Genre fiction is also dominated by tropes; tropes can be subverted, and the subversion can be political. It’s much easier to get overtly political in sci-fi, and I think that’s what drew me to this. How we can crack open existing structures in our current society – which exist only because we say they do – and reinvent realities that rewrites our known concepts of gender, race, political systems, beliefs – cultural, religious etc. Maybe we can imagine the what-ifs – what would a future led by indigenous people never subjected to colonialism look like? Of course you’d have to be careful and remember that what you’re writing does not exist in a vacuum, and that writing is always political.
So yes, I do like science fiction, and I do want to keep exploring it, because I’m interested in what truths it reflects back to us about ourselves
AW: Who are the writers that you draw inspiration from? And what are you reading now?
NT: I’ve adored Helen Oyeyemi’s work for years. She gets more chaotic and weirder in a fairytale sense with each new book and I love it. Also, big fan of Carmen Maria Machado. Her short stories never fail to shatter me in some way, her inventiveness of form and just devastatingly great writing. Recently, I read her memoir In the Dream House, which was such a harrowing read about queer domestic abuse, but also partly a brilliant interrogation of the memoir form and its limitations. I’ve also been devouring Kelly Link’s genre-denying short stories – amazing and completely bewildering, most of them leave you thinking, I don’t know wtf just happened but it was great. I’m so into stories that resist genres, that weave between realism and the fantastical.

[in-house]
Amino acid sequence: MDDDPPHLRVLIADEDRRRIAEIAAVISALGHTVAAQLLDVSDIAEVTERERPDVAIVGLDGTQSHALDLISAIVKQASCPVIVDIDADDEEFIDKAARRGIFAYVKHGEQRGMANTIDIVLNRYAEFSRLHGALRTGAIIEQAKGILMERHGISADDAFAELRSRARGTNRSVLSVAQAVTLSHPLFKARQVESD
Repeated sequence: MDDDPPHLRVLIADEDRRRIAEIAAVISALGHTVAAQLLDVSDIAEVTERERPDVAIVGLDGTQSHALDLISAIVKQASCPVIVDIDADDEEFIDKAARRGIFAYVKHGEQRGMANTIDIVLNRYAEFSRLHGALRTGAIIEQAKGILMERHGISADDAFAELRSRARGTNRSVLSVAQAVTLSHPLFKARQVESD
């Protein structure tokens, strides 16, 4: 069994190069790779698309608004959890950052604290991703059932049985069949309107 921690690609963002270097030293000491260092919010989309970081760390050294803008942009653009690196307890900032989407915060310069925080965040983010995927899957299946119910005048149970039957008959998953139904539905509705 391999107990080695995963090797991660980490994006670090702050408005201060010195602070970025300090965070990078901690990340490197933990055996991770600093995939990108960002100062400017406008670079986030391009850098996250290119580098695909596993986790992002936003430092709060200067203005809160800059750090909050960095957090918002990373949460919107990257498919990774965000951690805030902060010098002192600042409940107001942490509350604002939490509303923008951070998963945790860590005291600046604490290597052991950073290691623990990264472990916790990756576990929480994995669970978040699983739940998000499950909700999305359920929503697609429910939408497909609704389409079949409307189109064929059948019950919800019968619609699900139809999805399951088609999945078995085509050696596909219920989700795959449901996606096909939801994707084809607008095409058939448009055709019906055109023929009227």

And then there are other books that I still think about time to time: Preeta Samarasan’s Evening is the Whole Day, Marquez’s Chronicle of a Death Foretold, Wide Sargasso Sea by Jean Rhys, The Vintner’s Luck by Elizabeth Knox, Fernando Pessoa’s The Book of Disquiet. Jamaica Kincaid’s Annie John. A few others.
Since last year I also started reading quite a few short stories and novelettes on online speculative fiction journals, just to understand spec and genre fiction better, and hopefully be able to learn from them and others. There’s so much great SFF short fiction out there!
In terms of what I’m currently reading: just started Freshwater by Akwaeke Emezi and Helen Macdonald’s memoir H is for Hawk. And I’m also going to start looking for more spec fic by writers of Aotearoa.
AW: You moved to Aotearoa 16 years ago – how has that had an impact upon you? Upon your creative and everyday life?
NT: Coming up to 17 now. I immigrated here from Malaysia with the fam when I was a teen, and the whole change came as a bit of a shock to the system. I mean, it was like we were on holiday at first; it was like a dream. Like I’d got to the airport and never left. Then it was also like waking up but a cold water in your face kind of waking-up. Incidents of experienced casual racism just exacerbated this whole sense of alienation. I think this feeling of displacement comes through quite a bit in my writing.
My characters more often than not seem to be in some state of perpetual transition. They’re almost always intrinsically disloyal.
Setting is also a difficult thing to decide in stories – sometimes (like in Fission) I only include vague setting details, but other times I can have a very detailed sense of setting because you know just exactly which point in space and reality your characters are inhabiting? A lot of times it’s me getting stressed thinking, are my characters in Aotearoa or Malaysia or somewhere else…? Where are you guys? I seem to like writing characters hanging around in train stations, bus stops, airports….etc….public transport hubs and other liminal spaces…. [I] should really change things up huh. Or not.